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AT&T improves contract change policies

updated 09:15 am EDT, Tue October 16, 2007

AT&T Contract Changes

AT&T on Tuesday announced a pair of updates to its contract policies to bolster its reputation in the marketplace and match or exceed offerings from rival carriers, such as Verizon. For the first time, AT&T will allow subscribers to switch to a standard calling plan in mid term without being forced to prolong or restart their contract. This should let users adapt their cellular plans to their usage habits over time without an according penalty. The feature should take effect in November, though the company did not say that this would extend to data plans.

Cancelation policies are also set to receive an overhaul, AT&T adds. Rather than charge a flat rate, the carrier will adopt a policy similar to Verizon's which prorates the early cancellation fees. Subscribers who have signed a one- or two-year contract will see the cost of canceling their service decrease over time. Pricing for the change is uncertain but should be revealed by the time the change takes effect in early 2008.

Both changes may be in direct response to Senate legislation, which would have mandated more drastic changes. The proposed bill would potentially eliminate all cancellation fees for select customers and would have required providers to explain reasons behind service charges, which in some cases are alleged to hide artificial price increases. iPhone adoption is widely believed to have been partly hindered by a reluctance on the part of customers to sign up for a new plan without the ability to change the plan or cancel at a discount if they dislike the Apple device.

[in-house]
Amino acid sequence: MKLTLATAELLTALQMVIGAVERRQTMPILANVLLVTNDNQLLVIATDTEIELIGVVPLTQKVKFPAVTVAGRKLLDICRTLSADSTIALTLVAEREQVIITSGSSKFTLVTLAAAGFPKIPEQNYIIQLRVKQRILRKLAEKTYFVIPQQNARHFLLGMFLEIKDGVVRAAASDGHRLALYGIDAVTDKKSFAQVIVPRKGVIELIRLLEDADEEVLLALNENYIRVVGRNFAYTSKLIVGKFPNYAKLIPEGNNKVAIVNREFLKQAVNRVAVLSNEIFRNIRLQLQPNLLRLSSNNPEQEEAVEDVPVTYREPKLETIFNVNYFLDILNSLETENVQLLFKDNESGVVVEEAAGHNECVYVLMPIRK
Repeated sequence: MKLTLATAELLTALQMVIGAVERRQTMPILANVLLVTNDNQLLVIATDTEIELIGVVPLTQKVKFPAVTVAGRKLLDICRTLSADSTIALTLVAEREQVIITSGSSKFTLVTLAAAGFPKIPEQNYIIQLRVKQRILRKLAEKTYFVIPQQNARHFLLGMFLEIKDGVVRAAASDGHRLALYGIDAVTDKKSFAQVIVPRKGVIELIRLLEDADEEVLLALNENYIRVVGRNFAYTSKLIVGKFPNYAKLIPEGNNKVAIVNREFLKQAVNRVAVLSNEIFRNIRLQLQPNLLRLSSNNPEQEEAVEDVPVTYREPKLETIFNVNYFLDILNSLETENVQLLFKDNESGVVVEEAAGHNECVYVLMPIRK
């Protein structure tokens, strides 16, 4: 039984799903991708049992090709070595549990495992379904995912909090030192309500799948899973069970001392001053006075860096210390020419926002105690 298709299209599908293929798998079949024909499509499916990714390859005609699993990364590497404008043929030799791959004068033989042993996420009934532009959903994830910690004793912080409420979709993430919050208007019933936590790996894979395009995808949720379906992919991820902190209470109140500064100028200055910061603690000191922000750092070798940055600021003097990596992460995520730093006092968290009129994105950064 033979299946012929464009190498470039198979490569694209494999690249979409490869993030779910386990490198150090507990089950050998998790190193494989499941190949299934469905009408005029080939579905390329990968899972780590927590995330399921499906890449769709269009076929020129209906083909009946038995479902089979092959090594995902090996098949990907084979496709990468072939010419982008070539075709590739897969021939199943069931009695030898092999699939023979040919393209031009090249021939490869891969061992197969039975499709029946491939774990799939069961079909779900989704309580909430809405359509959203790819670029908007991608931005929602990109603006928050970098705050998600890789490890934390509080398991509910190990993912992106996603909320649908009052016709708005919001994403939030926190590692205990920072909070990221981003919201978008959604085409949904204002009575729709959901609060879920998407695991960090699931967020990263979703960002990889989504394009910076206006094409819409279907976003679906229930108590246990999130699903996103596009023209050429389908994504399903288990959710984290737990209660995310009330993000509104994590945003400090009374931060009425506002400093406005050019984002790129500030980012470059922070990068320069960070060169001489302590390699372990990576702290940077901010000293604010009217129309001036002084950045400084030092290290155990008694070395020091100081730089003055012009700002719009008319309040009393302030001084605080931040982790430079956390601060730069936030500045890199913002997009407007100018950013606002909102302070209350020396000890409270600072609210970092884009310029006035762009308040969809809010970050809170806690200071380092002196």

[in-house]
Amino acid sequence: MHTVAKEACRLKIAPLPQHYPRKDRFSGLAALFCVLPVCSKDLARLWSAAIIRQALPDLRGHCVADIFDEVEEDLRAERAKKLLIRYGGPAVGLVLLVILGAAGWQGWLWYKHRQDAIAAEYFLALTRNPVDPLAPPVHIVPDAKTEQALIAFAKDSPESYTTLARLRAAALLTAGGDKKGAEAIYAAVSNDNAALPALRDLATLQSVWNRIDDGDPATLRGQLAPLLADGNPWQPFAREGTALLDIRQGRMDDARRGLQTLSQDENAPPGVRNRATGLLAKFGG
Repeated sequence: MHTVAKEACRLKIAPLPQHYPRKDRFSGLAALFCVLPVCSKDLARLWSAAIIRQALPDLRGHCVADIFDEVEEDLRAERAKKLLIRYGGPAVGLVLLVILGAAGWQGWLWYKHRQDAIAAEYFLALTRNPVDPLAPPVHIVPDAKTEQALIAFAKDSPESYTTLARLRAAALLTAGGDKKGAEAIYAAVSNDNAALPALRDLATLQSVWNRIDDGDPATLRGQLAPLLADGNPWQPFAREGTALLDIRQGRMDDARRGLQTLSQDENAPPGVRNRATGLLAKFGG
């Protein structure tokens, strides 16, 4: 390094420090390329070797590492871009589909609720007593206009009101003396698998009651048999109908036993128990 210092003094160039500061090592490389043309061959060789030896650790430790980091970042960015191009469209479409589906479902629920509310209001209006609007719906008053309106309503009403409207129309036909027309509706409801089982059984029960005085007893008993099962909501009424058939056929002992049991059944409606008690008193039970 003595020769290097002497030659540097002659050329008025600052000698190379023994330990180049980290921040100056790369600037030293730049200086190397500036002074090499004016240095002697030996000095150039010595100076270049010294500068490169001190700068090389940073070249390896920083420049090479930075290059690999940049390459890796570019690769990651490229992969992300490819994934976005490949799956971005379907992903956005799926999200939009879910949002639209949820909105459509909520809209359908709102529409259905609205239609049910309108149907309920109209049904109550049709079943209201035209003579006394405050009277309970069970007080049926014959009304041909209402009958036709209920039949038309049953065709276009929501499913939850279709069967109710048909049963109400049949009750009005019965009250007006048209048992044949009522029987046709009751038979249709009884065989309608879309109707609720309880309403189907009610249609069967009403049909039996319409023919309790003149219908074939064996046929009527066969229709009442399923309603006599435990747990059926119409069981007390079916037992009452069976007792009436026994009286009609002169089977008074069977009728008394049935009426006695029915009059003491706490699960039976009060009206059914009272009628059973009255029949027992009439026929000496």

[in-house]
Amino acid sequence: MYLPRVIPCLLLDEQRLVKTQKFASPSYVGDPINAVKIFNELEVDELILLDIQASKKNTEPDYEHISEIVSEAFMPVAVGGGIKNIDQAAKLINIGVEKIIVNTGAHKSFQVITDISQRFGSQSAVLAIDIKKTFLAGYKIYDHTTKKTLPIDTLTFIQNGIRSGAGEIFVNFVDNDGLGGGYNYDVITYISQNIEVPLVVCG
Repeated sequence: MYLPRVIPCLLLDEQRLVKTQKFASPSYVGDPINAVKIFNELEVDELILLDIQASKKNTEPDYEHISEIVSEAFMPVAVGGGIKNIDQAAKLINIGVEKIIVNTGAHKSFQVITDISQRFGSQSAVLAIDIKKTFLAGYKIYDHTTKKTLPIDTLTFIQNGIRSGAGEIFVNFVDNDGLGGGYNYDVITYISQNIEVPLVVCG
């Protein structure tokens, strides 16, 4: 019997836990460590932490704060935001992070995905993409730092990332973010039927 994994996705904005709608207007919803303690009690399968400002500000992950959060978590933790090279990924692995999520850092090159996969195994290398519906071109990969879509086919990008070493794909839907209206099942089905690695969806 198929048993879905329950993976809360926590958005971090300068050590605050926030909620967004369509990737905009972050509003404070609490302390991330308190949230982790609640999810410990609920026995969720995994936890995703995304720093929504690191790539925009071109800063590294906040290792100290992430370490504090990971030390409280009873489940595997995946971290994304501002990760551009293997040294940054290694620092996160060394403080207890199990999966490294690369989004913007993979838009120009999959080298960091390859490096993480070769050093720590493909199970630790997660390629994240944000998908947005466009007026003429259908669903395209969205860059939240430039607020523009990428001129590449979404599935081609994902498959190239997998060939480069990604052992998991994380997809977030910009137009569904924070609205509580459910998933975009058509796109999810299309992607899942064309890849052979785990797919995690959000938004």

By Electronista Staff
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Comments

  1. BelugaShark

    Fresh-Faced Recruit

    Joined: Aug 2007

    0

    x

    that's it?? that's all they can do?

  1. bobolicious

    Dedicated MacNNer

    Joined: Aug 2002

    0

    Partly hindered...?

    Would the numbers really be so bad if you took all the people who might have bought an iPhone or chosen to use AT&T voluntarily if the plans had been more flexible & the phone was unlocked & added them to the mix...?

    If the offering of virtual voicemail is a great as the marketeers would have you believe then massive voluntary adoption shouldn't be a problem - so why the ransom...?

    There are a ton of people in Canada right now who I think would pick one up, even without the VVM if the darn thing was unlocked & available with flexible plans like pay as you go... That could happen starting as early as today perhaps...???

  1. testudo

    Forum Regular

    Joined: Aug 2001

    0

    sad...

    when you have to actually make changes and 'improve' your service just to get it in line with Verizon. Can you imagine a computer company coming out and saying "Well, to improve our face in the market place, we're going to make these changes that should match or exceed Gateway!".

    And I do agree with everything bobolicious says.

    My only thinking on the VVM is that Apple wants to control who has it so other phone makers can't jump in and use the same API and such and hook it into their blackberries or the like. If Apple went the unlocked route, they'd have to either publish the spec or license it to companies.

    (And if anyone has an iPhone, does VVM remove your voicemail from AT&T's system when you download it, or just when you listen to it? That is, if someone forgets their phone at home, and its just downloading all your voice mail, can you call in to the voice mail system and get it, or are you screwed?)

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